Friday, July 16, 2010

Reasonable Religion

Good morning God,
Thank you for the gift of reason, and for the invitation you extend to all of us to use it to understand, appreciate and evolve, to grow as your children into the inheritance you have prepared for us.

There is, of course, a world of difference between the genuine attempts of both science and theology to understand why and how the world is as it is - and the less distinguished (but understandably human) efforts of all too many to find someone or something to blame for the mess we are in.
It is much easier to blame than explain. Its often much more rewarding too - especially if we can blame those who are at the top of the current scape-goat list: In the past this list has included Jews, Blacks, Communists, Gays, Liberals, Fundamentalists, Catholics, Muslims, Politicians..
You know the list I mean, the people it is fashionable to blame for holding humanity back, for the wars, for the hatred, for the economy, for.. well, whatever it is we want to have a rant about really..
No matter how apparently rationally it is presented however, blaming is not the same as explaining - and does nothing to further human growth and development.

Science and theology require an openness to reason without prejudice, but most people are too willing to sacrifice reason on the altar of prejudice. Take Dawkins for example, and the new breed of militant atheists. Many will happily throw away all scientific objectivity to take a pop at religion - as though 'religion' is a genus, easy to categorize, define, analyze and generalise about! All 'religious' are fanatics, 'Bible Bashers', irrational etc etc. Yes, yes - of course, just as all Politicians are liars, all Communists are evil, all Liberals wishy-washy etc etc etc.

What fascinates me is the way in which those more interested in blaming than explaining seem to think that they actually KNOW how 'the religious' (whoever they are)  or 'Politicians' or 'Gays' etc behave, think, act etc..

The Social Sciences may have proven that violence begets violence - that even watching acts of violence can lead to violence, but the gospel doesn't allow us to blame the TV or Computer games, or politicians or 'the religious' or anyone else for it. You have repeatedly shown us that the violence that really destroys this world begins in ourselves.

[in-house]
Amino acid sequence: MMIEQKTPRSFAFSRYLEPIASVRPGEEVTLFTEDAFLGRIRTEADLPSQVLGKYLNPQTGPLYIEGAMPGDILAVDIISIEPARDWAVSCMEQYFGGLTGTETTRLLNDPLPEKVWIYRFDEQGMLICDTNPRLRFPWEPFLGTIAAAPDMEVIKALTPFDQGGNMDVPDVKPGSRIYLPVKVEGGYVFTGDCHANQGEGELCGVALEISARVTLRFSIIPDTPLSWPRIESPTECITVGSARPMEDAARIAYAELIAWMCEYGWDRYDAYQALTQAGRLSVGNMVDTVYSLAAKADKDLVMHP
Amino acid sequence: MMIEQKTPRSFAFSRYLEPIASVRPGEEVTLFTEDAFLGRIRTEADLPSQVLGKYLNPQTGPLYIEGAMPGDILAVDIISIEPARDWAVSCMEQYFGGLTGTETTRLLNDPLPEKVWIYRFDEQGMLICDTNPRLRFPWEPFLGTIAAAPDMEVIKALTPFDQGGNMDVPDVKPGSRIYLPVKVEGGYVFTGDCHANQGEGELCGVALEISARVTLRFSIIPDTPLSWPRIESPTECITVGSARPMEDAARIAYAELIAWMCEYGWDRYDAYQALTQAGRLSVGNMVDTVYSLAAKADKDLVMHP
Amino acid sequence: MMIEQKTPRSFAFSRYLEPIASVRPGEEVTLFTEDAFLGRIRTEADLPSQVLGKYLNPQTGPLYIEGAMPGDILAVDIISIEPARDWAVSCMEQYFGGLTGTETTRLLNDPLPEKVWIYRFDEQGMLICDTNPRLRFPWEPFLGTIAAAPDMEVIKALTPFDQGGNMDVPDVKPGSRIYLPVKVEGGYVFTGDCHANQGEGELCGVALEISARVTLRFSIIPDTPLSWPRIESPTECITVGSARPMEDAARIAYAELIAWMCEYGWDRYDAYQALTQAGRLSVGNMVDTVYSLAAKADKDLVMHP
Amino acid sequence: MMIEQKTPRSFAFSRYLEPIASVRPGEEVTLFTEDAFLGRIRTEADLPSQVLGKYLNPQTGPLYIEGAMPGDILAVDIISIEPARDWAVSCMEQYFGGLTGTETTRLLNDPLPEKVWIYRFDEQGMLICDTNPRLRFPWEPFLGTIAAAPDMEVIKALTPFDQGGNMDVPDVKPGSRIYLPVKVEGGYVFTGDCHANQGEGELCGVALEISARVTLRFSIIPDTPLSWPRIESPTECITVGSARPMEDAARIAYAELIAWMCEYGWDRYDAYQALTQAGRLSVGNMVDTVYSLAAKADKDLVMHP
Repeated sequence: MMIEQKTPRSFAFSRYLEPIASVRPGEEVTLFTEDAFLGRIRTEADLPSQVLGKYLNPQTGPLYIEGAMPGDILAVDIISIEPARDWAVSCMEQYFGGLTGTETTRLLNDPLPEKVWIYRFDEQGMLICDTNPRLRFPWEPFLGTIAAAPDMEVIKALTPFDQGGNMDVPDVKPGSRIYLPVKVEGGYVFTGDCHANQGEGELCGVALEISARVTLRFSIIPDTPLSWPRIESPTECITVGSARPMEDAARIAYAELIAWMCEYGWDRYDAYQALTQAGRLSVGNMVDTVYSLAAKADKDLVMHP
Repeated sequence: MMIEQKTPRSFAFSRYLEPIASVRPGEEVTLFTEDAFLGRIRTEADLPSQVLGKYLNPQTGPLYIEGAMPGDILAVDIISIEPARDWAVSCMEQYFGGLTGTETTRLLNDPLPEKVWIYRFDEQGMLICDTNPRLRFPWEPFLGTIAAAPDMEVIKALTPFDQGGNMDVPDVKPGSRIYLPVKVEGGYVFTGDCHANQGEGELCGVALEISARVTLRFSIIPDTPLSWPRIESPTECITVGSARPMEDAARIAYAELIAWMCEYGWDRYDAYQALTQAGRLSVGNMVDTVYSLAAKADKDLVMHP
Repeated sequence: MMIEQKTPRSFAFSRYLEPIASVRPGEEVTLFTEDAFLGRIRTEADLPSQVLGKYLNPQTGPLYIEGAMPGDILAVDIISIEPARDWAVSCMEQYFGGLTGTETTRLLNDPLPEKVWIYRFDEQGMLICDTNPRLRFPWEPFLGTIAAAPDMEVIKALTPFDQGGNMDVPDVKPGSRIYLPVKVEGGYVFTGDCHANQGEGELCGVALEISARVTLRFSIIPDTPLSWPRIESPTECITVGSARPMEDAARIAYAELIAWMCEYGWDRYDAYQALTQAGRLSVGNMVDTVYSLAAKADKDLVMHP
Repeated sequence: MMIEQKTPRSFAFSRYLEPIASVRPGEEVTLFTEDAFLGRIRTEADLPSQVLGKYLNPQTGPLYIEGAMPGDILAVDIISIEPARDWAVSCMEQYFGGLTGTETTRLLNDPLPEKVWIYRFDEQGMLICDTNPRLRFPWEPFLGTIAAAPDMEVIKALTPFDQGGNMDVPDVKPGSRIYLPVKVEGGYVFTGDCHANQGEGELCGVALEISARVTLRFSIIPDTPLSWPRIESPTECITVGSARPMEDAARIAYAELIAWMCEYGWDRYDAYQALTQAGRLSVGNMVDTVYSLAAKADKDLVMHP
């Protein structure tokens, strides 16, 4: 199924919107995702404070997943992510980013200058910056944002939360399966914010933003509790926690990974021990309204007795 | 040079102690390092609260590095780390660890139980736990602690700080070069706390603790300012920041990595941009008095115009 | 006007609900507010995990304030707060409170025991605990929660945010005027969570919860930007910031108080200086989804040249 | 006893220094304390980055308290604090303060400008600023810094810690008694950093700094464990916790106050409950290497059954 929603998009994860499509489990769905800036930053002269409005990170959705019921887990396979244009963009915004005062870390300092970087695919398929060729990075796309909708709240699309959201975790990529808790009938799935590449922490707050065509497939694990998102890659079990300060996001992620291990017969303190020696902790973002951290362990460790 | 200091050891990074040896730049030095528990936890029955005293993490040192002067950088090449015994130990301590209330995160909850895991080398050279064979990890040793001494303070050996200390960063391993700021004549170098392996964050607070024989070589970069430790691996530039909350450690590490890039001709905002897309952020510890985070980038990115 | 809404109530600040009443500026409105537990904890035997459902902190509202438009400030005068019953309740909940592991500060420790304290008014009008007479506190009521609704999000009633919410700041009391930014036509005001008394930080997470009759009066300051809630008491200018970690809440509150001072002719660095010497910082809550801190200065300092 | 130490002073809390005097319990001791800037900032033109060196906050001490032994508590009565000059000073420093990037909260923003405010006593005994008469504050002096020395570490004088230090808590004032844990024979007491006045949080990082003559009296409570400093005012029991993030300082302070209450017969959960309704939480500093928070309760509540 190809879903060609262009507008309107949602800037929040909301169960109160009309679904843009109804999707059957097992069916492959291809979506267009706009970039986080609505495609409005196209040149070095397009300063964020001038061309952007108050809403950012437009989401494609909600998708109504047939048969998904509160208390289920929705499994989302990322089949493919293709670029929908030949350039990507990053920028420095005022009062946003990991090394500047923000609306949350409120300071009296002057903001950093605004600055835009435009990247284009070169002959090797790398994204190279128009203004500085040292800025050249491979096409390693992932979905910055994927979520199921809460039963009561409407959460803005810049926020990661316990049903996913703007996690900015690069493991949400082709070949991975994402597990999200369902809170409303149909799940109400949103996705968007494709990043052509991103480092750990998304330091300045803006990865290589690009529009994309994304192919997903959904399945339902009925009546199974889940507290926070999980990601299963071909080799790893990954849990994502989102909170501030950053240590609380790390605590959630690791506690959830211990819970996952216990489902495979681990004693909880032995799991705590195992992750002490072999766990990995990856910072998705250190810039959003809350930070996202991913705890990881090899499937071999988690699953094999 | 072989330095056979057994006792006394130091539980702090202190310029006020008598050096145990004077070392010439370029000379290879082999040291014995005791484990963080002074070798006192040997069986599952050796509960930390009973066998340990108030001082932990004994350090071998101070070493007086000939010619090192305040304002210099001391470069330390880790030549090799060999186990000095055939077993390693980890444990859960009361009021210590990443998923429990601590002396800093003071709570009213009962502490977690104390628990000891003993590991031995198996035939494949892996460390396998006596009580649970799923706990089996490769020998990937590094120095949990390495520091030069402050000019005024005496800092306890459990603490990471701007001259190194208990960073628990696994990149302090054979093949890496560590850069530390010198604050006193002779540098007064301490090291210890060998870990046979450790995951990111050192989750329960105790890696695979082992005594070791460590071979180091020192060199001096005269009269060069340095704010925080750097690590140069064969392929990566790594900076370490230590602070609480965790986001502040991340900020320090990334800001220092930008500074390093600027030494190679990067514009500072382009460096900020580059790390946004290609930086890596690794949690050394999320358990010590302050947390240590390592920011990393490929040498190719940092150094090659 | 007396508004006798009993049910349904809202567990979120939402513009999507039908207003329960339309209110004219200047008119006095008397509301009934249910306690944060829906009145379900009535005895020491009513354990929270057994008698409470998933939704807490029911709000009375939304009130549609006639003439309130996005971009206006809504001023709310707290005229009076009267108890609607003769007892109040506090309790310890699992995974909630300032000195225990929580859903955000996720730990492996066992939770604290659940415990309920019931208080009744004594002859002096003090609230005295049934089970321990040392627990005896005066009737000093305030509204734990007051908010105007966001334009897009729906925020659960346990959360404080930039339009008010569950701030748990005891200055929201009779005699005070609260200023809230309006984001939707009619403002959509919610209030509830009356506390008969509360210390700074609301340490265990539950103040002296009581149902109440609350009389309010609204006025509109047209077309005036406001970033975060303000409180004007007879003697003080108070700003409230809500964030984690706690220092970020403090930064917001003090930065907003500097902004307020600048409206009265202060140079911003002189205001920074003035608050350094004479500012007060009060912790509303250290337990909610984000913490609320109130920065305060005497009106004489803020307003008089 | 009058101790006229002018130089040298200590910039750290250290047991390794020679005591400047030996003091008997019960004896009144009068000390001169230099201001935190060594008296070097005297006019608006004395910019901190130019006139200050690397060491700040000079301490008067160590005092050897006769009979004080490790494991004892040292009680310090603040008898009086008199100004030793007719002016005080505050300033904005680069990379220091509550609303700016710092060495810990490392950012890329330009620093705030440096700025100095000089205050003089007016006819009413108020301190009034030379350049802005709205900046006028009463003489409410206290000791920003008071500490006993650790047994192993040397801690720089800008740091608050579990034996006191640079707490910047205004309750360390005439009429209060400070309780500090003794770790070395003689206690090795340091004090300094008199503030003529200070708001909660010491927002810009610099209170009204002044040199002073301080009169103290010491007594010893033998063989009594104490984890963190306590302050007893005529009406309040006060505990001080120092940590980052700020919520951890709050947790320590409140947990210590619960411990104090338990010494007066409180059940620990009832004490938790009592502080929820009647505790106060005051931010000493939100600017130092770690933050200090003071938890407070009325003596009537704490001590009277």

In the life of Christ, you showed us the best of what humanity is capable of, and in the death of Christ you showed us the worst of what humanity is capable of.  The gospels thus become an invitation to do more than blame others for the past, they invite us to consider an uncomfortable explanation - that the violence we claim to abhor, begins in ourselves.

We may have mapped the human genome, but to the best of my knowledge, we have yet to find a way of accurately and predictably mapping the thoughts of a single human mind..  Even though we know this, even though we know that we cannot really know the mind or heart of another human being, we persist in pretending that we know enough to identify, label and blame..

Because it is easier to blame others than it is to look to ourselves.


You gave us reason - for a reason. Not to make a god of our intelligence (time and time again we see how wrong we are and how little we really understand). You gave us reason as an invitation to learn and grow and understand. Reason enables us to recognise that we are made in your image, to wonder, to be curious, to explore what it is to be. And not content with this, you gave us the ability to develop our reasoning to remember and to imagine, to learn from the past and envisage a new future. A future where we take full responsibility for our own acts of violence, greed, fear and prejudice - and so learn how to deal with them before they create more of the same in others.

2 comments:

  1. Hi Angela,

    Thanks for responding. See my response in turn.

    Ron

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